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GUARDIAN (London)     Thursday June 3, 1999

GEORGE MONBIOT

Getting it wrong about food

The most asinine biotechnology report ever written

Monsanto's advertising agency warned the company not to argue that genetic
engineering would feed the world. But the temptation proved too great.

"Worrying about starving future generations," its adverts informed us last
year, "won't feed them. Food biotechnology will." 

It's hard to see how even a body with Monsanto's self-belief could have
imagined that this claim would stand up. 

For the corporation had already made its position quite clear.

 "What you are seeing," one of its executives explained in 1997, as his
company purchased scores of seed merchants and biotech firms, "is a
consolidation of the entire food chain."

The vertical integration it was engineering would grant it a control over
food consumption that would have made Stalin writhe in envy. 
 
Monsanto's argument was swiftly and comprehensively dismissed. Development
agencies pointed out that people starve not because there is an absolute
shortage of food (the world currently produces a surplus) but because food
and the means to produce it are concentrated in the hands of the rich and
powerful. Corporations seeking to consolidate the food chain threatened to
make this situation far worse. Monsanto, sadder and perhaps a little
wiser, slunk away. 

But seven days ago it acquired a new and unlikely champion. 

The Nuffield Council for Bioethics is a highly respected independent body,
whose recommendations frequently influence government policy. Last week,
its panel on the ethics of genetic engineering published its long-awaited
report. Research into GM crops, the panel acknowledged, has tended to
favour producers in Europe and the US. Patenting of the new technologies,
it pointed out, presents "potentially serious difficulties for developing
countries". But, the report maintained, if the research effort could only
be directed a little more evenly, GM crops would "produce more food, or
more employment or income for those who need it most urgently". "The moral
imperative," it reasoned, "for making GM crops readily and economically
available to developing countries who want them is compelling." This is
perhaps the most asinine report on biotechnology ever written. The stain
it leaves on the Nuffield Council's excellent reputation will last for
years. 

The panel made three fundamental mistakes. 

The first was to assume that the technology is neutral and could, given
the right conditions, be evenly deployed and distributed. 

In truth, genetic engineering is inseparable from its ownership. No
genetically engineered crop reaches the market without a patent. Most of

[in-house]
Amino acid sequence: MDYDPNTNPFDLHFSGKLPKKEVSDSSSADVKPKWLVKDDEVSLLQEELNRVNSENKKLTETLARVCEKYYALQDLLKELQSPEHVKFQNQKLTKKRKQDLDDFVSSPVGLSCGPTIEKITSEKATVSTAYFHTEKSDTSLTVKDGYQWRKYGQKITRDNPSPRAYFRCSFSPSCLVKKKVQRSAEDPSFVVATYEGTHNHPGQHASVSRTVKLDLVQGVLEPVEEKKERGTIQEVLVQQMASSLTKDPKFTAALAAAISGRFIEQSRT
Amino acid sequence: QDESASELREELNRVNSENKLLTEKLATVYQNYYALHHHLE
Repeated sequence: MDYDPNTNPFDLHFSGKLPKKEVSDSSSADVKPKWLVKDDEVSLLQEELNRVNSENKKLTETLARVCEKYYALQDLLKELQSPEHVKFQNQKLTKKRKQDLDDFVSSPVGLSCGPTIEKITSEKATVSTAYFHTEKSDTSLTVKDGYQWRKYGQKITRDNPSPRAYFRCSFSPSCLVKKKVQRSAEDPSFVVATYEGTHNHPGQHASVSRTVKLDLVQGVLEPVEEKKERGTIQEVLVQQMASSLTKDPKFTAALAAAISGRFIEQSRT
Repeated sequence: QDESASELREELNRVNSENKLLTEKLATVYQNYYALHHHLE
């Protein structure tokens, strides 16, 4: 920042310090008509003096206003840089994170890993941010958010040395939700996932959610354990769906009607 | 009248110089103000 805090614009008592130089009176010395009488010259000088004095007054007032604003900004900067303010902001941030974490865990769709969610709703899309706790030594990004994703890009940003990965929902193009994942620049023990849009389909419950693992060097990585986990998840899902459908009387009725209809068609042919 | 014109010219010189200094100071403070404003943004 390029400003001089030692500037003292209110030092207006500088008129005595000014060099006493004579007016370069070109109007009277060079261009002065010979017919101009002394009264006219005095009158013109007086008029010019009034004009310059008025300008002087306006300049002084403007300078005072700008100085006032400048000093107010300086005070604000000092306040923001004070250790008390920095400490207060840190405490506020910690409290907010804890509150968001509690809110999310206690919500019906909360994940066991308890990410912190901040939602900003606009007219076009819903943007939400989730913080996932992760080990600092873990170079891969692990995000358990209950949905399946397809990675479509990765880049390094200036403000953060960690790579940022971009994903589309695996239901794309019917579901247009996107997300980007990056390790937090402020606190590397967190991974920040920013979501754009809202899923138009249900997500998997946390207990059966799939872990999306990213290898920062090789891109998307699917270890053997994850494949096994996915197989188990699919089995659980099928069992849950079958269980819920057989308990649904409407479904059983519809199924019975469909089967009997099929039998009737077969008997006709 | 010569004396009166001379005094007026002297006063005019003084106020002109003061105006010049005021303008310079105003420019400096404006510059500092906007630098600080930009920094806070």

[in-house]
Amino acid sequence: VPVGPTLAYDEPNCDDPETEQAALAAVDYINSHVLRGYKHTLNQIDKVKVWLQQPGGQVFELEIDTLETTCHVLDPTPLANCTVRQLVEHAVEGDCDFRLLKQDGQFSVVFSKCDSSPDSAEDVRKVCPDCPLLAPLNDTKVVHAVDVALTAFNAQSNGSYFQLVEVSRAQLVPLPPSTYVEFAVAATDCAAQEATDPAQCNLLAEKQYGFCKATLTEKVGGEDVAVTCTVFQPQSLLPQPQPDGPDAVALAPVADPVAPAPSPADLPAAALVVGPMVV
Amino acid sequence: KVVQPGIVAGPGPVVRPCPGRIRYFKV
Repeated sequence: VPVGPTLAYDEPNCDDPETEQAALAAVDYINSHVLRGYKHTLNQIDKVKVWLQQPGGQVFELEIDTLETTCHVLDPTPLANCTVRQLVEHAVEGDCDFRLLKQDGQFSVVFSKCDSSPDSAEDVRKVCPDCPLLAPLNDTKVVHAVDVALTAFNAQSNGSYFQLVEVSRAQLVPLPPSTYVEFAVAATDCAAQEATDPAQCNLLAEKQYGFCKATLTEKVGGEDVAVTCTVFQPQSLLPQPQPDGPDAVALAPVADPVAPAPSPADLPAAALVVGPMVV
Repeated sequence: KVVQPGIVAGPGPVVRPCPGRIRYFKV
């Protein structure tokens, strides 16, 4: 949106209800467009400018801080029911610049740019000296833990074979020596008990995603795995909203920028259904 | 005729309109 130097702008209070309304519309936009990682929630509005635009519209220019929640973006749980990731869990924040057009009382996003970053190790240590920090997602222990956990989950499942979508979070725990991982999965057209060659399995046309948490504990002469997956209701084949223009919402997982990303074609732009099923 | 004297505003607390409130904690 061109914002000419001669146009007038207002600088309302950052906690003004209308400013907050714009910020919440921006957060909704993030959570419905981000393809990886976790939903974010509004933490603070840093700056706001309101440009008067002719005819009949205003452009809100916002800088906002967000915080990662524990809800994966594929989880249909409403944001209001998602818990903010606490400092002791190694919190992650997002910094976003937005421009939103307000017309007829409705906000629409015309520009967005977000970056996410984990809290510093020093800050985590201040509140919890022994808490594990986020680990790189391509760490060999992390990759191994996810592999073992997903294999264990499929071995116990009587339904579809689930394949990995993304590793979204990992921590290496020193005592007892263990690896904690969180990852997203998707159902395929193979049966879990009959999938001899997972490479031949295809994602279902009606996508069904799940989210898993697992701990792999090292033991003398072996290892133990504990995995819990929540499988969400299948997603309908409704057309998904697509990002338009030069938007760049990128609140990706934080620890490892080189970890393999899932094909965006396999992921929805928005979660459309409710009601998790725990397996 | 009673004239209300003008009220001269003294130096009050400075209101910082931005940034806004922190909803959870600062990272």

these forbid the farmer from saving seed for future plantings: control of
the foodchain remains with the corporation at every stage of production.

The second was its crude, even childish, supposition that any technology
which produces more will feed the starving. 

The world is littered with the wreckage of such assumptions. Ethiopia's
modern agro-industrialists were exporting animal feed to Europe throughout
its devastating famine. Latin America's green revolution, Christian Aid
points out, raised food production by 8% per head, but malnutrition
increased in the same period by 19%. The Kalahandi region in India suffers
repeated famines, but produces surpluses every year. Starvation occurs
because of the distorted ownership of the foodchain. 

The panel's third mistake was its inexplicable premise that biotechnology
will somehow boost employment. 

Monsanto's leading biotech products - herbicide resistant crops - are sold
with the promise that they reduce the need for labour: farmers give their
money not to local labourers but to one of the biggest corporations on
earth. 

So why did such a distinguished panel make such evident mistakes? You
don't have to look very far for an answer. While people of every kind sat
on the committee, all its biotechnology experts were drawn from the same
ideological pool. It is not hard to see how Prue Leith, for example, well
meaning as she doubtless was, would have felt obliged to defer to the
superior wisdom of the former chairman of the advisory committee for novel
foods and processes, or the Unilever research professor of biological
sciences. 

So how do we feed the world? 

When I suggest that the answer lies in a combination of land reform and
organic or semi-organic farming, you'll think I've gone soft in the head.
But Jules Pretty of Essex University has documented a quiet revolution
across the developing world, in which peasant farmers have doubled or
tripled their yields by modern organic techniques. They require lots of
labour, no debt, and no help from predatory corporations. Only by such
means can the world's poor maintain control over their food supply, and
protect themselves from the technologies that the Nuffield panel
celebrates. 



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